What Kind of Music Does God Like? -- By: Jay Swisher

Journal: Emmaus Journal
Volume: EMJ 13:2 (Winter 2004)
Article: What Kind of Music Does God Like?
Author: Jay Swisher


What Kind of Music Does God Like?

Jay Swishera

Introduction

The Importance of Music

According to the Bible, music matters. The Old Testament books of Chronicles, Ezra, and Nehemiah demonstrate the important role music played. The ancient Hebrews used music at all sorts of events, both religious and national (1 Chr. 15:27, 28; 2 Chr. 29:25–28; 35:15; Neh. 12:27–43). Musicians held a position of status as priests; they were exempt from work other than music and from paying taxes, and they received support from the people (1 Chr. 9:33; Ezra 7:24; Neh. 10:39). The book of Psalms was ancient Israel’s hymnbook, filled with songs of praise, joy, sadness, fear, prayer, trust, love, doctrine, and other subjects and emotions.

The role of music in the New Testament is less well documented, but there are important hints scattered through its pages. We know Jesus and the disciples sang a hymn before leaving the upper room to go to the Garden of Gethsemane (Matt. 26:30). Twice the apostle Paul exhorted believers to speak to one another and sing with “psalms, hymns, and spiritual songs” (Eph. 5:19: Col. 3:16). The precise meanings of these three terms are not exactly clear, since the definitions found in lexicons indicate significant overlap. What is important is that there was music. A cheerful believer is to sing songs of praise (James 5:13). Paul and Silas in prison demonstrated that they understood this, as they sang songs of praise to God in the hearing of the other prisoners (Acts 16:25). Scholars maintain that a few passages in the New Testament are fragments of ancient Christian hymns (Phil. 2:6–11; 2 Tim. 2:11–13).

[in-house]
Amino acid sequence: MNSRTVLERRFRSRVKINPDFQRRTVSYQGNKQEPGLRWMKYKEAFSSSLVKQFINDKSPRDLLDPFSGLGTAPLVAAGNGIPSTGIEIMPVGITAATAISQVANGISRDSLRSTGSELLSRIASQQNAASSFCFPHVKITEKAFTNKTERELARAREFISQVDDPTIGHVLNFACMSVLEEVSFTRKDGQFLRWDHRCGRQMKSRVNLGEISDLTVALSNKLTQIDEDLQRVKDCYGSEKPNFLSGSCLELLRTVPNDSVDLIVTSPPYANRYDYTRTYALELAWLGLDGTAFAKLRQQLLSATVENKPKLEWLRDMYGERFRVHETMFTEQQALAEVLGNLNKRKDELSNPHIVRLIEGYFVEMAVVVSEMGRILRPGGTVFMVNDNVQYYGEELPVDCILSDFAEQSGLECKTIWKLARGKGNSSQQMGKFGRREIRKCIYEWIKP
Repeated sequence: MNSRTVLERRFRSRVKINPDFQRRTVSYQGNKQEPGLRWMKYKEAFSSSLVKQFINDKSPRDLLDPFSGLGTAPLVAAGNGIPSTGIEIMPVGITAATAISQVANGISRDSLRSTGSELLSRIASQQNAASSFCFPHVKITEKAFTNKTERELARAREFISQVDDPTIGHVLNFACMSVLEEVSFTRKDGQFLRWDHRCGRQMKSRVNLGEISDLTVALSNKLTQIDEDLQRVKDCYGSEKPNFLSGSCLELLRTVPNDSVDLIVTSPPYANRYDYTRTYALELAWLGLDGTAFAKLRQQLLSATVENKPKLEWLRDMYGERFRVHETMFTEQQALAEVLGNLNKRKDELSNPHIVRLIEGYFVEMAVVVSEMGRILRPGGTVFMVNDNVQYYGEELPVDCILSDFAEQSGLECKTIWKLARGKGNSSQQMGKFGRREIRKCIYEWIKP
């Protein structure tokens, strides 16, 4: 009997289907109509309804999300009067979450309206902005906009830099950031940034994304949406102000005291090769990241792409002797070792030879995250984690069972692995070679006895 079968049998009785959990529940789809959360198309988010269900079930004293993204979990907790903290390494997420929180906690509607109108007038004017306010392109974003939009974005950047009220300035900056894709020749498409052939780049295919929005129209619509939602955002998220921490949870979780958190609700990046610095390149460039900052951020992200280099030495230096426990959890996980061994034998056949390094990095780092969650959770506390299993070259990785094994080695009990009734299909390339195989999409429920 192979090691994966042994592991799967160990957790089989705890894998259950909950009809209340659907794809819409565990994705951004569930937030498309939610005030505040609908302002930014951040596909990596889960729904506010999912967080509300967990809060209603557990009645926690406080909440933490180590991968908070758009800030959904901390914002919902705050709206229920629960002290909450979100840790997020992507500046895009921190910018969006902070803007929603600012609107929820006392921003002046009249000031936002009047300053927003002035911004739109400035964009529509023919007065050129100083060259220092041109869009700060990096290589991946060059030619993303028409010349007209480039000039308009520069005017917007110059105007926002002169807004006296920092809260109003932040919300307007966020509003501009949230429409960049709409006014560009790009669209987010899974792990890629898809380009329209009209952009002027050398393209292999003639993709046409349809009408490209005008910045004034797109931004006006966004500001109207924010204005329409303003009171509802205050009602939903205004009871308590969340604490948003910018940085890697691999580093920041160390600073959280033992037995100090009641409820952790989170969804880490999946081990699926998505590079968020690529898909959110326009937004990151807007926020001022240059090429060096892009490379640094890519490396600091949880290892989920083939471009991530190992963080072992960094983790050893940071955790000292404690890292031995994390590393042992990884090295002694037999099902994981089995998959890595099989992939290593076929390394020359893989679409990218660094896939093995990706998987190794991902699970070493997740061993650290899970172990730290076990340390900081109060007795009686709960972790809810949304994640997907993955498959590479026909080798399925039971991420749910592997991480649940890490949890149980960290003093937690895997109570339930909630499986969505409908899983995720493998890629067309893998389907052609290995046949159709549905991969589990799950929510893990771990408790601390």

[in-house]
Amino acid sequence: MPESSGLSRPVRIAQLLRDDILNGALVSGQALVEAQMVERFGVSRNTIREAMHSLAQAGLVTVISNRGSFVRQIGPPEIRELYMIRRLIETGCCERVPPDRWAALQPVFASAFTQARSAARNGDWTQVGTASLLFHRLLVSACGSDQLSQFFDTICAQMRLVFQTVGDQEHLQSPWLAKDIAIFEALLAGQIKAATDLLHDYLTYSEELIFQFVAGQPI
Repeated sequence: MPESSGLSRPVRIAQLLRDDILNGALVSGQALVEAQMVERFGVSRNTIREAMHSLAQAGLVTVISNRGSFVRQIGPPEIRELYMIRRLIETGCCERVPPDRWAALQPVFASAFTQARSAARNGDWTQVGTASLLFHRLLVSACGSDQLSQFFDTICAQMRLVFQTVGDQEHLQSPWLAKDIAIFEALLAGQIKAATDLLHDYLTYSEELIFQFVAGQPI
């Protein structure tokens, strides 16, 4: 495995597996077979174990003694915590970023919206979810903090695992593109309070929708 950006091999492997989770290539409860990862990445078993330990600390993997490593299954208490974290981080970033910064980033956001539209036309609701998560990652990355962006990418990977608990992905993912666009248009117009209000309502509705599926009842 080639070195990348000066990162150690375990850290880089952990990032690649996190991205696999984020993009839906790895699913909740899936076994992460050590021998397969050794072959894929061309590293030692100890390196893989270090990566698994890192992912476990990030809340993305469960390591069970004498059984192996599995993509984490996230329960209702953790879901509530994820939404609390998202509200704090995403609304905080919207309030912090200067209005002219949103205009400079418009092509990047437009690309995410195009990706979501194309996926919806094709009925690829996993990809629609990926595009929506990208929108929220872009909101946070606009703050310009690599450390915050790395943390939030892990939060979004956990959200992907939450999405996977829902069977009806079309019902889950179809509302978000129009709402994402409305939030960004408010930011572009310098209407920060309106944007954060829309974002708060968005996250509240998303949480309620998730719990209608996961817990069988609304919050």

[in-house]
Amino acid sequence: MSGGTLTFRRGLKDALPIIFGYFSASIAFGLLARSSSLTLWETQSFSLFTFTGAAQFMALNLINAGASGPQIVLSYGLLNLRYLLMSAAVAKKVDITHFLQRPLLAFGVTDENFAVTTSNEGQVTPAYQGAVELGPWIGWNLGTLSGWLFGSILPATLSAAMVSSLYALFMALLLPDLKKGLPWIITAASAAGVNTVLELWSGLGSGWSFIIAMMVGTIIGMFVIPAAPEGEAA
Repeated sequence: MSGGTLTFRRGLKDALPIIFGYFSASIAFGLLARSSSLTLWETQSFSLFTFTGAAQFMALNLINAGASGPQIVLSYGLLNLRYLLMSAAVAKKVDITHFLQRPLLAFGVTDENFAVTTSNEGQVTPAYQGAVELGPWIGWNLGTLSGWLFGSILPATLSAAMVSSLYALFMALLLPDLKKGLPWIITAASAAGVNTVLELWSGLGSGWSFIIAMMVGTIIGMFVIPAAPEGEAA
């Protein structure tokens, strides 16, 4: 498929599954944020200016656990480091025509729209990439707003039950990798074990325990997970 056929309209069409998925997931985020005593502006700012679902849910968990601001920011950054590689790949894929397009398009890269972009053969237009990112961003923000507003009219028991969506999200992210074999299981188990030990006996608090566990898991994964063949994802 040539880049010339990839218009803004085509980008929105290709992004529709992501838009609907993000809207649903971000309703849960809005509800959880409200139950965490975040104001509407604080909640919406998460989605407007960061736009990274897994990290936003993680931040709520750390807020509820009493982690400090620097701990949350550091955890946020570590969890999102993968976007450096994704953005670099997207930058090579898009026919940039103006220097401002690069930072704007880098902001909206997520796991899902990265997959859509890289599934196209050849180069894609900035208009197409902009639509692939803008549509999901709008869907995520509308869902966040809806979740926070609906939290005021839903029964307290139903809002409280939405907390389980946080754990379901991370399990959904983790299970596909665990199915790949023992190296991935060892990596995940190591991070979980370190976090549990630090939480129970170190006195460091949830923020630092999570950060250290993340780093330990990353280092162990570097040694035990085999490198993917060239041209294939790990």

Music continues to be an important part of the church today. We sing and play music at nearly every meeting of the local church. We continue to follow a great tradition that began millennia ago. We believe our music pleases God. The quality of our singing often matters little to us; what matters more is ...

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